As far as I can tell, Fluidsynth works perfectly well on OpenSolaris.  It should make a fine addition to the contrib repo.


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Thursday Jan 21, 2010

European Union Approves Oracle's Acquisition of Sun

Here is a link to a press release from the European Commission, announcing that they have cleared Oracle's proposal to acquire Sun Microsystems.  I find it interesting reading because it describes the fundamental issues that the Commission dealt with before making their decision (MySQL, Java, integration of a complete technology stack)

From an open source point of view, I found it satisfying that they mentioned PostgreSQL as part of their deliberation.  They said that they found the PostgreSQL open source database to be a credible alternative to MySQL; essentially, they're saying that the open source DB landscape is not monocultural, and that there are other viable alternatives.  I think they're right, and I'm glad to see that it's not all about MySQL.

My opinion: they took a long time to make a decision, but they considered the issues you'd think they should consider.

The next few days should be really interesting for us at Sun.  Whether employed or not, at least the long purgatory period is finally coming to an end.  I can't tell you how tiresome it has become telling my friends month after month "No real news yet."  It's nice that friends care, but it sucks that there's been no progress to report.  Finally, that's done with.  (whew!)


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Thursday Jan 14, 2010

Live Blog Coverage of Haiti

Now here's an interesting use of live blogging.  This snapcast is basically aggregating tweets and other info related to the Haiti situation following the 7.0 magnitude earthquake that hit there this week.

Check it out.  Also, if you know of reliable Twitter accounts that are tweeting Haiti-related help info (e.g., if a charitable organization is tweeting about how we can help), I'd love to hear about it.  You can post a link as a comment to this blog post.


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Monday Jan 04, 2010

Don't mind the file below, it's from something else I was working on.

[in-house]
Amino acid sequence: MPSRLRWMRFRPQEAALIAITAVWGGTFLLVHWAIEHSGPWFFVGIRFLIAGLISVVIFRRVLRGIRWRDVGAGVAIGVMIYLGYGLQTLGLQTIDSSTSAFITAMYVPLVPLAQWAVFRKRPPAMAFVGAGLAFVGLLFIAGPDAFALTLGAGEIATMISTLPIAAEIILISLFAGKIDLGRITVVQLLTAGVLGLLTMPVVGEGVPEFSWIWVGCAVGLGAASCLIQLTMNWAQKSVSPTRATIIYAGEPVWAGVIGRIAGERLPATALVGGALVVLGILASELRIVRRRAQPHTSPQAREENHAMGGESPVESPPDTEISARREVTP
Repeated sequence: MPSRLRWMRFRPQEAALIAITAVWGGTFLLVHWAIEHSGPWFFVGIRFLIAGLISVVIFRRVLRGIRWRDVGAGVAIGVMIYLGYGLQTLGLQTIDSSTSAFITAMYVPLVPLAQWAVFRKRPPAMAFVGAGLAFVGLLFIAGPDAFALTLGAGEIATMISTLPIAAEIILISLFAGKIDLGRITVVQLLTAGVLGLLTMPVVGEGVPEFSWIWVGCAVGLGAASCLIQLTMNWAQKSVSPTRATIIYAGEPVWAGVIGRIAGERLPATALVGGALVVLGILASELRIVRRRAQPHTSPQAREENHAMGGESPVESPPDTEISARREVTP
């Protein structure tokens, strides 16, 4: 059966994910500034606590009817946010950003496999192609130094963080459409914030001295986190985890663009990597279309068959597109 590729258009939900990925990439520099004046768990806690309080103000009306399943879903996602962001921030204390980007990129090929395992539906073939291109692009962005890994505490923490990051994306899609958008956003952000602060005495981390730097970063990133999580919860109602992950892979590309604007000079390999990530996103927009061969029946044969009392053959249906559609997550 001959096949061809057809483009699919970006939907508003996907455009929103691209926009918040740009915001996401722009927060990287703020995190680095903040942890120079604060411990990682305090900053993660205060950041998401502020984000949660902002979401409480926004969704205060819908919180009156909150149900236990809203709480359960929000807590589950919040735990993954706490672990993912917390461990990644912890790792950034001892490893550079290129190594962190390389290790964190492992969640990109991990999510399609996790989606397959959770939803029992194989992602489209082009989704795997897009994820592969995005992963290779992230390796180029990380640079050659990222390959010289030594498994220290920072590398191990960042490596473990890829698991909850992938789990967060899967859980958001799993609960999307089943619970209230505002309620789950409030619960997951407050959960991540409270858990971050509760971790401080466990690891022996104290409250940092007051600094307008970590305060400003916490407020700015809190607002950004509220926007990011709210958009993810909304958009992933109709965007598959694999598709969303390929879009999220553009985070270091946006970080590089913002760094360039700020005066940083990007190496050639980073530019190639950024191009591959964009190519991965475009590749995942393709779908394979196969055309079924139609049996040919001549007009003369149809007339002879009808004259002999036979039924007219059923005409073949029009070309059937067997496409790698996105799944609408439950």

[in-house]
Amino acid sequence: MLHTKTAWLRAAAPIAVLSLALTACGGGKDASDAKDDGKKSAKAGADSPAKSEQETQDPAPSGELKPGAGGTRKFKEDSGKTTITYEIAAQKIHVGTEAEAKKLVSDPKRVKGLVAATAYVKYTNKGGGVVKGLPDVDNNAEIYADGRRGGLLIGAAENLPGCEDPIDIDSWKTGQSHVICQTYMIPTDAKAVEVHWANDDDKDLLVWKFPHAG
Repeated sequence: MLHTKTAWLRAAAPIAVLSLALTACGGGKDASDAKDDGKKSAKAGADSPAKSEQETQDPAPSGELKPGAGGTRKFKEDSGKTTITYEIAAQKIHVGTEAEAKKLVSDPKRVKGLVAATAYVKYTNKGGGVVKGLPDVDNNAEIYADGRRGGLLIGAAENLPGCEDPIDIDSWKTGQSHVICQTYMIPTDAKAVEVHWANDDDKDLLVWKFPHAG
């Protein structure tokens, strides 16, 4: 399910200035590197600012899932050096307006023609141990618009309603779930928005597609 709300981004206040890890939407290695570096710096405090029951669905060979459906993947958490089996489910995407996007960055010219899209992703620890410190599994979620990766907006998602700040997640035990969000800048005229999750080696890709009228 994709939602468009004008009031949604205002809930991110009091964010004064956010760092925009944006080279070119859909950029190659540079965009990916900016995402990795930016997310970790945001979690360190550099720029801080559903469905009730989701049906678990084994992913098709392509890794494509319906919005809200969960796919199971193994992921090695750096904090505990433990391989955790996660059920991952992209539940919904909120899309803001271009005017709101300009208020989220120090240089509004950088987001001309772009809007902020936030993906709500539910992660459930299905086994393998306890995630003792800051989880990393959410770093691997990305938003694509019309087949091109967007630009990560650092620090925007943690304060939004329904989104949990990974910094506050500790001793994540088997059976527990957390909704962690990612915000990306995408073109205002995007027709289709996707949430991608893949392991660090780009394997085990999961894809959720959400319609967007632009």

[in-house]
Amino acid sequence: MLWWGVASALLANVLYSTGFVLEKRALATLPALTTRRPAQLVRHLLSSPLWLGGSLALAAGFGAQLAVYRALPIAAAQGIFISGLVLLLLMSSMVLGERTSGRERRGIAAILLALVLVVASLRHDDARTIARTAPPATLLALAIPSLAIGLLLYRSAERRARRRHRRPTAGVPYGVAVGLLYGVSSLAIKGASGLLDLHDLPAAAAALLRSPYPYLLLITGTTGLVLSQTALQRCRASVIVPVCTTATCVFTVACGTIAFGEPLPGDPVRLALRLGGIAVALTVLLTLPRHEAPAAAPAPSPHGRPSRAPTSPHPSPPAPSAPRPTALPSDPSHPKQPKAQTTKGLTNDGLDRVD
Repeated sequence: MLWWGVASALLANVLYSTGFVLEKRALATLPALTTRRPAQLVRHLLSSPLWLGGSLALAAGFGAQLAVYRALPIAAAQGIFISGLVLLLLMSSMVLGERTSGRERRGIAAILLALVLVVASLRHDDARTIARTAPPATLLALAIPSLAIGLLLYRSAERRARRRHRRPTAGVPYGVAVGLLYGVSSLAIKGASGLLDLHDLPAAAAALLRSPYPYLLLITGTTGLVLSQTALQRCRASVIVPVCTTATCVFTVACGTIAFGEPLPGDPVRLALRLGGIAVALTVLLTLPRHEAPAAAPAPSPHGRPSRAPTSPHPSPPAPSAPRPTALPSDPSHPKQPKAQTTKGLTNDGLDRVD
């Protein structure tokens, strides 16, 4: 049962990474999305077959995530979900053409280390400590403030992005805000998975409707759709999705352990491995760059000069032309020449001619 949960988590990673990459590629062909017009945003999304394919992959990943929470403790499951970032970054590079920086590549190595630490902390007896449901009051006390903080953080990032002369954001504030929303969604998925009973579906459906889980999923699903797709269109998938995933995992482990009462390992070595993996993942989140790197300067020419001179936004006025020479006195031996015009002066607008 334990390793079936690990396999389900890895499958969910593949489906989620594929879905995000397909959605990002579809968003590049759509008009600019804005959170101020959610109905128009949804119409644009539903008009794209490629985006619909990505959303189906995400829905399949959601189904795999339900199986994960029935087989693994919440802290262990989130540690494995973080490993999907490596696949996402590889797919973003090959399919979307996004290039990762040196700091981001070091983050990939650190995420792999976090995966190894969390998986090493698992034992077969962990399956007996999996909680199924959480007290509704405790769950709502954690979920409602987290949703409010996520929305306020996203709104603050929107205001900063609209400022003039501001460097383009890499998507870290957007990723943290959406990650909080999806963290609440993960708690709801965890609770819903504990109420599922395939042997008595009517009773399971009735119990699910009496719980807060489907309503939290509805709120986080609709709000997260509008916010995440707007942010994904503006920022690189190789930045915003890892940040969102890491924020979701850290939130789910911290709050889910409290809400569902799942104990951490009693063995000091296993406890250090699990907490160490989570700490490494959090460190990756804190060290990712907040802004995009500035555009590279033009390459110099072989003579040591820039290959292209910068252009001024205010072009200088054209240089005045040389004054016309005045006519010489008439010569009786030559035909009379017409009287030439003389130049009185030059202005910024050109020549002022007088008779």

G-Snap! still much better than Twitter for flash crowds, collaboration

I've mentioned G-Snap! before on this blog; a buddy of mine left a high-profile job at Yahoo! a couple of years back to start a company around a vision he had about how to use mobile computing to bring people together.  He and his company have been doing some really cool work with their app, and in the last few months have gotten some cool things done.  For one, they actually got some revenue for the product.  Another thing, Robert Scoble (huge in the blogosphere, in case you don't already know about the guy) heard about it and used it to capture his time at Le Web conference recently.

But none of that really matters to me today; today what's important is that Rich and I are going to snapcast tonight's college football bowl game, the Fiesta Bowl between TCU and Boise State.  Rich is from Texas; he's rooting for TCU.  I'm from the Pacific Northwest, so I'm gonna root for Boise State.

G-Snap! has added a really nice way of incorporating Twitter feeds and individual tweets into a snapcast; we're going to be trying out this feature in tonight's snapcast.  Check it out here; it's free, and you can either just watch the conversation or feel free to join in with the crowd.

Oh, and it's not just for mobile phones; it looks great on your favorite desktop browser.  Rich has made sure of that, no matter what browser you're using.

See you at the game tonight!


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Tuesday Dec 22, 2009

Great example of excellent presentation skills

Quick post here: I just wrote about a fantastic 15-minute talk I found on the TEDIndia site.  If you want to see a great way to visually present information, watch the whole 15-minute talk.  I was engrossed the whole time, and the speaker is excellent.

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Wednesday Dec 16, 2009

Movable Type Finally Makes It To The "contrib" Repository

Okay, so that title probably needs a little bit of explaining, if you're not following the saga of the OpenSolaris Source Juicer on a daily basis as I am.  I'll get back to the good news about Movable Type 4.31 in a bit; meanwhile, here's the deal with the "finally" part of this entry's title:

Sun's ISV Engineering group has been working for a while to get a pile of open source applications into the OpenSolaris "contrib" repository, which is to say, a place where you can look to find extra stuff that doesn't come with the stock OpenSolaris release.  "contrib" is by no means the only repository of cool extras -- check out the multimedia repo for example -- but it's a good place to put apps in general.  So we do.

We use this thing called the "Source Juicer"; it's a robot that builds software packages from source code, if you give the robot some instructions on where to grab the source from the web, what other software the app depends on, and how to build the app.  Once built, you ask people to test the app and vote on whether it's good-to-go or not.

Every once in a while, the Source Juicer people decide to look at the list of apps that have been favorably voted on, and they promote these apps from a repository called "pending" to the "contrib" repo.  If you look at this list of apps that have been so promoted, what you'll notice is that for the past almost-a-month, the only guy who's gotten his apps promoted are some dude named "Roboporter"; that's not a nickname, that's a clever mechanism the Source Juicer folks use to get a whole big batch of packages into a repo if it looks like the rules for building those apps are really straightforward, or really similar to other apps they've set up for the roboporter.  The roboporter is another 'bot.